HUBzones are “Historically Under-utilized Business” zones located within qualified census tracts; qualified non-metropolitan counties; lands within the external boundaries of an Indian reservation; qualified base closure area; or redesignated areas. The HUBZone program was created in 1998 by the HUBZone Empowerment Act. Its primary goal was/is to incentize businesses to operate and create jobs in historically, economically downtrodden communities/areas by requiring federal agencies to set aside more than 3% of their budget in the form of prime contracts for HUBZone certified small businesses. HUBZone certified companies benefit from preferential treatment in the form of set-aside contracts and 10% price evaluation preference in full and open contract competitions.
The Small Business Administration (SBA) administers the program and establishes the requirements for businesses to qualify as HUBZone certified. First, a company must qualify as a small business under SBA guidelines as based on size requirements established by the North American Industry Classification System (NAICS). Second, the business must be at least 51% owned and controlled by a U.S. citizen(s), a Community Development Corporation, agricultural cooperative, Indian tribe, or Alaska Native Corporation. Third, the company’s principal office must be located in a HUBZone. “Principal office” is defined by as location in which the greatest number of employees work. Because this excludes contract sites maintaining HUBZone certification can be especially challenging in the DC metro area. Finally, 35% of the company’s employees/total workforce must reside in a HUBZone. Under the current rules, businesses must re-certify their HUBZone status every three years; however, there is no limit to the number of times a company can re-certify as long as they continue to qualify under program’s existing requirements.
The SBA has a HUBZone map on its websites that allows one to search a specific address to see if it is located within a certified HUBZone:
Despite the billions in federal contracts available to HUBZone certified companies, the program, like the areas it attempts to aid, has been historically underutilized. This is because the rules and requirements have made compliance difficult to achieve and maintain, and sudden changes can cause a company to no longer be in compliance; rendering it ineligible for the program. The two biggest compliance challenges are the requirements for the company’s principal office to be located within a HUBZone and for 35% of its employees to reside in a HUBZone. An issue that is further compounded by the continuous and unpredictable movement of HUBZone areas and boundaries.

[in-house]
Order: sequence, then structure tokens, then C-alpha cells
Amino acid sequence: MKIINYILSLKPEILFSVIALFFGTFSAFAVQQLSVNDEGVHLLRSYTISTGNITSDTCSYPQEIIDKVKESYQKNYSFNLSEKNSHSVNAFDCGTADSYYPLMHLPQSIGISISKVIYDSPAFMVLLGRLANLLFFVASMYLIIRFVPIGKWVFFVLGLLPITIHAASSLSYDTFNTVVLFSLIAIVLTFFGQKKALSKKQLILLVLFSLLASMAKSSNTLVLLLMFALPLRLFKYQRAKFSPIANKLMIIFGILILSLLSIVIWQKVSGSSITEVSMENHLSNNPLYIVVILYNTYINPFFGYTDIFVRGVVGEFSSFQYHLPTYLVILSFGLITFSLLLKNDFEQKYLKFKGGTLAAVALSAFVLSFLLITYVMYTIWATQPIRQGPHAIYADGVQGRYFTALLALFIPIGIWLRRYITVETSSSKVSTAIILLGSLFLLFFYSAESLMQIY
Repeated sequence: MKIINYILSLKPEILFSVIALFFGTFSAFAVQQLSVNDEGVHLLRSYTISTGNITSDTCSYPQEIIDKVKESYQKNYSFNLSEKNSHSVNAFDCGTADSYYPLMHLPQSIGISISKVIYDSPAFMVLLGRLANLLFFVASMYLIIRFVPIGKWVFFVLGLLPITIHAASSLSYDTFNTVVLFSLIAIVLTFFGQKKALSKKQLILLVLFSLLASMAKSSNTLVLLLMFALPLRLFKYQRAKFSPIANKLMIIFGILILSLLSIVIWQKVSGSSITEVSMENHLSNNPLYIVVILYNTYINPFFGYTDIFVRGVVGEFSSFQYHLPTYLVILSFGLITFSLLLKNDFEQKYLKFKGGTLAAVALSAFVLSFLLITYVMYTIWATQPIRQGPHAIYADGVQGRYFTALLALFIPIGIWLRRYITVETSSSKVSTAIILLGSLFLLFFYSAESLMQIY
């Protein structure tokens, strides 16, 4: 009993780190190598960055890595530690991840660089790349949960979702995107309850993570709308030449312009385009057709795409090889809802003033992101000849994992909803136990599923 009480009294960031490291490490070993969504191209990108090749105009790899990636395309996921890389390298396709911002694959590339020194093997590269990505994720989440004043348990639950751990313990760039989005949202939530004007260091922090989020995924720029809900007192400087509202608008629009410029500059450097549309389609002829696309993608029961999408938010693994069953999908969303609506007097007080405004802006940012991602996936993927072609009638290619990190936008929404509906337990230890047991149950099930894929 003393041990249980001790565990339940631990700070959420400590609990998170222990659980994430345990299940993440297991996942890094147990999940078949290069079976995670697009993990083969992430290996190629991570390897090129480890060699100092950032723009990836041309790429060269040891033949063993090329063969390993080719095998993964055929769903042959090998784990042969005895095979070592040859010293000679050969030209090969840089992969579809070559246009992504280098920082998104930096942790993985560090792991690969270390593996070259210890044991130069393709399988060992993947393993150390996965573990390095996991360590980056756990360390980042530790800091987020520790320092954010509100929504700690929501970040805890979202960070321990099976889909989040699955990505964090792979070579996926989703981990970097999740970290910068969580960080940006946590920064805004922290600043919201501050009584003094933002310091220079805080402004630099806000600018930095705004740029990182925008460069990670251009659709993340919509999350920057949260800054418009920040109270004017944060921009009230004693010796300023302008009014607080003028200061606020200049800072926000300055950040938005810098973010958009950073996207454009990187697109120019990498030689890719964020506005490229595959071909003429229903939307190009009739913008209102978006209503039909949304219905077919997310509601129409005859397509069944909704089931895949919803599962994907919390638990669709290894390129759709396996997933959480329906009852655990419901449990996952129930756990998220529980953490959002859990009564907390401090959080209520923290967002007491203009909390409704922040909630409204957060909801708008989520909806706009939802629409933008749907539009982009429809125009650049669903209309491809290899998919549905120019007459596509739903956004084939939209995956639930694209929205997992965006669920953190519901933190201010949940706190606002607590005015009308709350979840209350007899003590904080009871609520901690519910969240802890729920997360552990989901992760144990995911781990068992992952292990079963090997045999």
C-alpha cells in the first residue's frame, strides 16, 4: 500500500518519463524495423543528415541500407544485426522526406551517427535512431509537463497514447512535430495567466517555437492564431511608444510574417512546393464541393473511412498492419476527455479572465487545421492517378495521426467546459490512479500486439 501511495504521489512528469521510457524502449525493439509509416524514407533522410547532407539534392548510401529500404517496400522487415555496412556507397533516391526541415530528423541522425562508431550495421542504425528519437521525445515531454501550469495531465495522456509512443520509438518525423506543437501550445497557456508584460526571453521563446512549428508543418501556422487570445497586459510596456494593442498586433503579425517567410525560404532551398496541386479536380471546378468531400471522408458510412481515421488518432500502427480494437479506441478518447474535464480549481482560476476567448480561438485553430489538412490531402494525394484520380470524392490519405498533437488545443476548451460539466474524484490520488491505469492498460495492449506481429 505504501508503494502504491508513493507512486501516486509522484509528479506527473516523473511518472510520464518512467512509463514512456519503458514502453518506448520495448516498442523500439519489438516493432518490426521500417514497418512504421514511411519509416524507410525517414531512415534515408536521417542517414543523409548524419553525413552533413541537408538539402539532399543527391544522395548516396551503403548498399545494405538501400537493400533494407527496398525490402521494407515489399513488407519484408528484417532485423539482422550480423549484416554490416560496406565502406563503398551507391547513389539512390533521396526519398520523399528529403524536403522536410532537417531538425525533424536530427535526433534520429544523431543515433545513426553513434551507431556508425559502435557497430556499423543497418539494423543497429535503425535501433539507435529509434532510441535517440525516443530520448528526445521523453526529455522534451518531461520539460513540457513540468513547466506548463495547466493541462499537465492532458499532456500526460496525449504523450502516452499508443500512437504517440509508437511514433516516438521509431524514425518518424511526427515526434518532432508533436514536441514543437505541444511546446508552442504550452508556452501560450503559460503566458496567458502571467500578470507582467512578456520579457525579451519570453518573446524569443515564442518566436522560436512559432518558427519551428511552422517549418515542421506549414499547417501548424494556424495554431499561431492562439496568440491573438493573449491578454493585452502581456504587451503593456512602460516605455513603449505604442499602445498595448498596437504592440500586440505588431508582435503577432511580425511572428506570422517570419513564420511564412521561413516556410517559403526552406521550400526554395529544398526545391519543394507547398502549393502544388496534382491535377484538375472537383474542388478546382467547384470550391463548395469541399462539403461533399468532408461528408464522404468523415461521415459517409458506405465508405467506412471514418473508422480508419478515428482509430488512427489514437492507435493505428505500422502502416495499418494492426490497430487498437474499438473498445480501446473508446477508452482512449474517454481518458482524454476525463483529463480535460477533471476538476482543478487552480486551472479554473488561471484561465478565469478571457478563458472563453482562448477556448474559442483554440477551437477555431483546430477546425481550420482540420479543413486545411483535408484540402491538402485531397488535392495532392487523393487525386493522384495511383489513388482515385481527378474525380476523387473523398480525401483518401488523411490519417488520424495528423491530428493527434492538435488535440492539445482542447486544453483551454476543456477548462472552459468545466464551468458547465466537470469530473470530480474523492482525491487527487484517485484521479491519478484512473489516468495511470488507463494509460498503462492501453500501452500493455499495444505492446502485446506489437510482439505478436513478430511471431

The SBA has proposed three changes to the HUBZone program requirements to address these issues:
- Freezing HUBZone maps until the 2020 census after which maps will be updated every 5 years. The new regulation would also provide companies with up to 3 years to move to a new HUBZone if their principal office and/or employee’s residence loses its designation as a result of changes to the HUBZone map. That’s a total of 8 years to relocate to a new HUBZone, which is more than enough time considering most commercial lease terms are 5-10 years.
- Changes to rule requiring 35% of employees to reside in a HUBZone. Current regulations require an employee to live in a qualified HUBZone for at least 180 days or be a currently registered voter in that area and be hired by the company before that employee will count towards the HUBZone/Non-HUBZone employee mix. Under the proposed change, after such period, the employee will always count as a HUBZone employee as long as they remain employed by the HUBZone certified company, even if that employees moves to a non-HUBZone area or their residence loses its HUBZone designation.
- Changes to the eligibility requirements for contract awards. Currently companies must be HUBZone certified at both the time they bid on a contract and at the time the contract is awarded. The proposed rule change would only require companies to certify or recertify their HUBZone status once a year (by its annual recertification date) thus eliminating the need to prove compliance at either the date of bid and/or time of award.
So, what does this mean in the context of real estate investment? For one, because the purpose of the HUBZone program is to revitalize economically depressed areas, they increase the likelihood for increased rents and property appreciation. Secondly, landlords with properties within a HUBZone can use this status as a marketing tool to attract prospective tenants. The allure of billions in federal funds could be the deciding factor in a competitive market and the financial stability/prosperity from multi-year government contracts reduces the landlord’s risk of tenant defaults. With changes to the rules that have caused the HUBZone program to be historically under-utilized, itself, property owners and residents of HUBZone areas should begin to see the fruits of the program’s intended purpose.